"Friday, September 26, 2008 8:30 PM Eastern Daylight Time" ,
DateTimeFormatter.ofPattern( "EEEE, MMMM d, uuuu h:m a zzzz" )
The modern way is with the java.time classes. The Question and other Answers use the troublesome old legacy date-time classes or the the Joda-Time project, both of which are now supplanted by the java.time classes.
DateTimeFormatter object with a formatting pattern to match your data.
DateTimeFormatter f = DateTimeFormatter.ofPattern( "EEEE, MMMM d, uuuu h:m a zzzz" );
Locale to specify the human language of the name-of-day and name of month, as well as the cultural norms for other formatting issues.
f = f.withLocale( Locale.US );
Lastly, do the parsing to get a
String input = "Friday, September 26, 2008 8:30 PM Eastern Daylight Time" ;
ZonedDateTime zdt = ZonedDateTime.parse( input , f );
You can ask for the time zone from the
ZonedDateTime, represented as a
ZoneId object. You can then interrogate the
ZoneId if you need more info about the time zone.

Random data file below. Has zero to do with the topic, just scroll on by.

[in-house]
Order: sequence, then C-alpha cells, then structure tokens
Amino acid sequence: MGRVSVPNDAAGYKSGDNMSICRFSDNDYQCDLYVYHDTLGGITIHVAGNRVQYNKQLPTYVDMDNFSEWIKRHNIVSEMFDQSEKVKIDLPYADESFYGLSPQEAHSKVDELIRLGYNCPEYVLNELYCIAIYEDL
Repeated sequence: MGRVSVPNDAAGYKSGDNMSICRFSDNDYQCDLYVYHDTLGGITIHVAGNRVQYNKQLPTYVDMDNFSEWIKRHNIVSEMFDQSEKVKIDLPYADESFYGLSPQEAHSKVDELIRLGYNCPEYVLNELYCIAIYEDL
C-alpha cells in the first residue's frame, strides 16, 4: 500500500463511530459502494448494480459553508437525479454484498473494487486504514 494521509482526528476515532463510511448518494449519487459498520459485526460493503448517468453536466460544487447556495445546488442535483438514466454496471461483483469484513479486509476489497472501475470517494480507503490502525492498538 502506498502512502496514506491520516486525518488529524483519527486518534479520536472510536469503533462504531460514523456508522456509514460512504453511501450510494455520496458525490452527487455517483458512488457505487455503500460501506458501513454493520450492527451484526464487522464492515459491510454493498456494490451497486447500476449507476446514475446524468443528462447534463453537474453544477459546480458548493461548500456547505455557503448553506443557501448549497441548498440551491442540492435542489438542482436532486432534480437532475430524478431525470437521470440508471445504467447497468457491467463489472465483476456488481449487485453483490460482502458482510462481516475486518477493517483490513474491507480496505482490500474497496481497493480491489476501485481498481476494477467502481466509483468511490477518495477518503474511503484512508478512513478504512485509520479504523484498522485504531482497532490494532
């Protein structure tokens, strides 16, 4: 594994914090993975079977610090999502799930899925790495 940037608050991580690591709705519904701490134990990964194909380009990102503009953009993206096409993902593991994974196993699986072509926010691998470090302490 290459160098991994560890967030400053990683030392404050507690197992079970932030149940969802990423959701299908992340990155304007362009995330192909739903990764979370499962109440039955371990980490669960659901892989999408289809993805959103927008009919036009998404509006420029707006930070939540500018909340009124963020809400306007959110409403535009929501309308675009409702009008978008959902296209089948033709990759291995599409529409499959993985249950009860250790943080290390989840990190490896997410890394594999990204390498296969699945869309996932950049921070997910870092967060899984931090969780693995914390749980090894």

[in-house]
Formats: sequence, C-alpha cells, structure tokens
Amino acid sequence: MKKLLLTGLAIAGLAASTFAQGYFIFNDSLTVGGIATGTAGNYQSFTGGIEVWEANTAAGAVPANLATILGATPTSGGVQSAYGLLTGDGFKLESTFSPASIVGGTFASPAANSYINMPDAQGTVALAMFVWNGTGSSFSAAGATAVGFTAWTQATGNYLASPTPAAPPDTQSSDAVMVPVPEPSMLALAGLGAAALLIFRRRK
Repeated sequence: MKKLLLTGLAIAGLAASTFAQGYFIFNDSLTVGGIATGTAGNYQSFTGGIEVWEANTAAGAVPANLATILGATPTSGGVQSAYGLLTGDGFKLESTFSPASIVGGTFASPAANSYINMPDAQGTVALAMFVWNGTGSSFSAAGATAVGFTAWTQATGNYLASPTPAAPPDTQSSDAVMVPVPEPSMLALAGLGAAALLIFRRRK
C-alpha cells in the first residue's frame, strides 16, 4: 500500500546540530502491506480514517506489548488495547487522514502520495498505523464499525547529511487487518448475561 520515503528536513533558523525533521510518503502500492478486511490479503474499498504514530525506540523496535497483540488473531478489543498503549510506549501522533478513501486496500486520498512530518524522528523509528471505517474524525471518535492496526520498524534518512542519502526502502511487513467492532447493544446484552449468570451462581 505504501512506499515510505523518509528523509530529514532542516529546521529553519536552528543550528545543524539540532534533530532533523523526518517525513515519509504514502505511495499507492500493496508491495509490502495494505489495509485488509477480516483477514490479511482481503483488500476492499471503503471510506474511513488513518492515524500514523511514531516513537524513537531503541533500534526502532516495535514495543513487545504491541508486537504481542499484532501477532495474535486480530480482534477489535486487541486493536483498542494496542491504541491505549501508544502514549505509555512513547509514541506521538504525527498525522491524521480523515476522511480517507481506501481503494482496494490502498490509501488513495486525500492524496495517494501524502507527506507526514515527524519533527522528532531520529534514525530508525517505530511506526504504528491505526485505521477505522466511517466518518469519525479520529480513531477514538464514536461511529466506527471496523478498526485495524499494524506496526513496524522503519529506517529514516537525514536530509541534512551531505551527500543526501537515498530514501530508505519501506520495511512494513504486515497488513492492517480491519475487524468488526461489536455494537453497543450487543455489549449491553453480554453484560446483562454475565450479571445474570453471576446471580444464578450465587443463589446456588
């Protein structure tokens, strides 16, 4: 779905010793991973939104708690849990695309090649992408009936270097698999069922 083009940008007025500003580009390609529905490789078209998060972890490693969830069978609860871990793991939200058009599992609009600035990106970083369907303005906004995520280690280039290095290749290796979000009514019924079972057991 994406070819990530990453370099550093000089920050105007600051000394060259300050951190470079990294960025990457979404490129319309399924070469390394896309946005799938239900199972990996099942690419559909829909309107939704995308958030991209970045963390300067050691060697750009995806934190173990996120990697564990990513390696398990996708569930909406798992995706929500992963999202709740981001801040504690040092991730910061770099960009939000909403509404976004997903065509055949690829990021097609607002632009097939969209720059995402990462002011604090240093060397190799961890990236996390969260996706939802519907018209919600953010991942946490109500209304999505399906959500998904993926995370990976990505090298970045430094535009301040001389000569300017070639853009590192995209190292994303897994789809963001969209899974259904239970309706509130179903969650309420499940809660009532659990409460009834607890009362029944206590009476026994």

ZoneId z = zdt.getZone();
See for yourself in IdeOne.com.
Avoid exchanging date-time data in this kind of terrible format. Do not assume English, do not accessorize your output with things like the name-of-day, and never use pseudo-time-zones such as
Eastern Daylight Time.
For time zones: Specify a proper time zone name in the format of
continent/region, such as
Pacific/Auckland. Never use the 3-4 letter abbreviation such as
IST as they are not true time zones, not standardized, and not even unique(!).
For serializing date-time values to text, use only the ISO 8601 formats. The java.time classes use these formats by default when parsing/generating strings to represent their value.
The java.time framework is built into Java 8 and later. These classes supplant the troublesome old legacy date-time classes such as
The Joda-Time project, now in maintenance mode, advises migration to java.time.
To learn more, see the Oracle Tutorial. And search Stack Overflow for many examples and explanations. Specification is JSR 310.
Where to obtain the java.time classes?
- Java SE 8 and SE 9 and later
- Part of the standard Java API with a bundled implementation.
- Java 9 adds some minor features and fixes.
- Java SE 6 and SE 7
- Much of the java.time functionality is back-ported to Java 6 & 7 in ThreeTen-Backport.
The ThreeTen-Extra project extends java.time with additional classes. This project is a proving ground for possible future additions to java.time. You may find some useful classes here such as
YearQuarter, and more.